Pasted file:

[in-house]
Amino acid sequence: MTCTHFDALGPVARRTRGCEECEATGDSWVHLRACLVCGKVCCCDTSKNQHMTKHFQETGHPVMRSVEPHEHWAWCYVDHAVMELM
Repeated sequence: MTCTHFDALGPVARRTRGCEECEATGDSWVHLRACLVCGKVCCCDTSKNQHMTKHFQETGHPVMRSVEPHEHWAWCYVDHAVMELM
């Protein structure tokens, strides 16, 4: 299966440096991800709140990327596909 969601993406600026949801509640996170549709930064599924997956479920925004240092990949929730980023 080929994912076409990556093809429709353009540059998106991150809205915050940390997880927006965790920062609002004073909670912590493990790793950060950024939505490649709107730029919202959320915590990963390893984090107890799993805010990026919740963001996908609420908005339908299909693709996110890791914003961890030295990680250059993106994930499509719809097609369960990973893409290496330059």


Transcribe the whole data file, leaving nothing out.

[in-house]
Amino acid sequence: MTCTHFDALGPVARRTRGCEECEATGDSWVHLRACLVCGKVCCCDTSKNQHMTKHFQETGHPVMRSVEPHEHWAWCYVDHAVMELM
Repeated sequence: MTCTHFDALGPVARRTRGCEECEATGDSWVHLRACLVCGKVCCCDTSKNQHMTKHFQETGHPVMRSVEPHEHWAWCYVDHAVMELM
């Protein structure tokens, strides 16, 4: 299966440096991800709140990327596909 969601993406600026949801509640996170549709930064599924997956479920925004240092990949929730980023 080929994912076409990556093809429709353009540059998106991150809205915050940390997880927006965790920062609002004073909670912590493990790793950060950024939505490649709107730029919202959320915590990963390893984090107890799993805010990026919740963001996908609420908005339908299909693709996110890791914003961890030295990680250059993106994930499509719809097609369960990973893409290496330059």